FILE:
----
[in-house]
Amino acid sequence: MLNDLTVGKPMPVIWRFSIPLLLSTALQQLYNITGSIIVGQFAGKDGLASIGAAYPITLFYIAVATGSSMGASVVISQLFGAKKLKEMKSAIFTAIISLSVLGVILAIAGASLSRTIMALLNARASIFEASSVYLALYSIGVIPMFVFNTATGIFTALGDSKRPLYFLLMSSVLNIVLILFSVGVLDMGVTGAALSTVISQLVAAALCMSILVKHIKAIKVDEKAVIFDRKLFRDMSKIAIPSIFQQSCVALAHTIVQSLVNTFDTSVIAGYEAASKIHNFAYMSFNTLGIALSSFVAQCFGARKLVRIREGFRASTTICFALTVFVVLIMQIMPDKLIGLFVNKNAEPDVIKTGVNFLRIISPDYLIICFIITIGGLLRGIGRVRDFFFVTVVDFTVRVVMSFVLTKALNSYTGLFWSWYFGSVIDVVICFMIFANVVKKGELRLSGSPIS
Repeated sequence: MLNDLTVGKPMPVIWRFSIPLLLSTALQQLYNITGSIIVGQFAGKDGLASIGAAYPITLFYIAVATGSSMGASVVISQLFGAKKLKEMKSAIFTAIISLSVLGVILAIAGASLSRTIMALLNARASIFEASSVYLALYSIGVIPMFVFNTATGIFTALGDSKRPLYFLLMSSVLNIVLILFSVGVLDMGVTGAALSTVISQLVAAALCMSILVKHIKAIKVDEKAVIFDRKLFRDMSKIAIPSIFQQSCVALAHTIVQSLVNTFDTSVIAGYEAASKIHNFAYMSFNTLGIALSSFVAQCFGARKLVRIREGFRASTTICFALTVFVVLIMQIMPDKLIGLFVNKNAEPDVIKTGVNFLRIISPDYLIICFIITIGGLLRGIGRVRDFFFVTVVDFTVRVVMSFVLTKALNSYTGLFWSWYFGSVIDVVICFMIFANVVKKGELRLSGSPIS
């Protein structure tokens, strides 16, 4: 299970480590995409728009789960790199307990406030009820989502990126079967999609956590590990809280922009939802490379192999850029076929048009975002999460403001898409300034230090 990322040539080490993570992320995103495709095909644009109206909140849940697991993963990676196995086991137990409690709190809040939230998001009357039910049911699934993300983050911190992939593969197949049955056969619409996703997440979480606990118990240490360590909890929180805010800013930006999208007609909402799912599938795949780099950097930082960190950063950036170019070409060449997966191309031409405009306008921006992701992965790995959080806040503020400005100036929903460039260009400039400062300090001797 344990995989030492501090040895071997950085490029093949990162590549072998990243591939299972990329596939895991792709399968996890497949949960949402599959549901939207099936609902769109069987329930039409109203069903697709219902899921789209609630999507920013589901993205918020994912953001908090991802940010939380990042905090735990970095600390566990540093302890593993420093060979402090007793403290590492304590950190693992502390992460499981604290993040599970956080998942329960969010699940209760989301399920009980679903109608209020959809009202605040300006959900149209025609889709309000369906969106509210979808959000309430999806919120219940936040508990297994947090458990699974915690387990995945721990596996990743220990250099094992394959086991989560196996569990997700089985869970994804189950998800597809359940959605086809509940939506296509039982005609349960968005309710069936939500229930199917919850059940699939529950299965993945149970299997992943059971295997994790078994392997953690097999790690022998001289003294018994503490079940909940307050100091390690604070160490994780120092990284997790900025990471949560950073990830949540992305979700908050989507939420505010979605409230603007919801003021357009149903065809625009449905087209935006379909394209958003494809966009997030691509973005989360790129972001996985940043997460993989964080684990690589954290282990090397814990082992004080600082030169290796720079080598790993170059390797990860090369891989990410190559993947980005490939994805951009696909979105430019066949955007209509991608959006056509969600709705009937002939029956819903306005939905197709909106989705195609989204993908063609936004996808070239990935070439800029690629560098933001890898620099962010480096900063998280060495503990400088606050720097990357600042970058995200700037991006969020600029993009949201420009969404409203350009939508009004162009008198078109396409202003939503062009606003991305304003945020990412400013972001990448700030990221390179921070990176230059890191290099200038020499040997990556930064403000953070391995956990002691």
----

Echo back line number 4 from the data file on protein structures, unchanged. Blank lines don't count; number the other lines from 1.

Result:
């Protein structure tokens, strides 16, 4: 299970480590995409728009789960790199307990406030009820989502990126079967999609956590590990809280922009939802490379192999850029076929048009975002999460403001898409300034230090 990322040539080490993570992320995103495709095909644009109206909140849940697991993963990676196995086991137990409690709190809040939230998001009357039910049911699934993300983050911190992939593969197949049955056969619409996703997440979480606990118990240490360590909890929180805010800013930006999208007609909402799912599938795949780099950097930082960190950063950036170019070409060449997966191309031409405009306008921006992701992965790995959080806040503020400005100036929903460039260009400039400062300090001797 344990995989030492501090040895071997950085490029093949990162590549072998990243591939299972990329596939895991792709399968996890497949949960949402599959549901939207099936609902769109069987329930039409109203069903697709219902899921789209609630999507920013589901993205918020994912953001908090991802940010939380990042905090735990970095600390566990540093302890593993420093060979402090007793403290590492304590950190693992502390992460499981604290993040599970956080998942329960969010699940209760989301399920009980679903109608209020959809009202605040300006959900149209025609889709309000369906969106509210979808959000309430999806919120219940936040508990297994947090458990699974915690387990995945721990596996990743220990250099094992394959086991989560196996569990997700089985869970994804189950998800597809359940959605086809509940939506296509039982005609349960968005309710069936939500229930199917919850059940699939529950299965993945149970299997992943059971295997994790078994392997953690097999790690022998001289003294018994503490079940909940307050100091390690604070160490994780120092990284997790900025990471949560950073990830949540992305979700908050989507939420505010979605409230603007919801003021357009149903065809625009449905087209935006379909394209958003494809966009997030691509973005989360790129972001996985940043997460993989964080684990690589954290282990090397814990082992004080600082030169290796720079080598790993170059390797990860090369891989990410190559993947980005490939994805951009696909979105430019066949955007209509991608959006056509969600709705009937002939029956819903306005939905197709909106989705195609989204993908063609936004996808070239990935070439800029690629560098933001890898620099962010480096900063998280060495503990400088606050720097990357600042970058995200700037991006969020600029993009949201420009969404409203350009939508009004162009008198078109396409202003939503062009606003991305304003945020990412400013972001990448700030990221390179921070990176230059890191290099200038020499040997990556930064403000953070391995956990002691």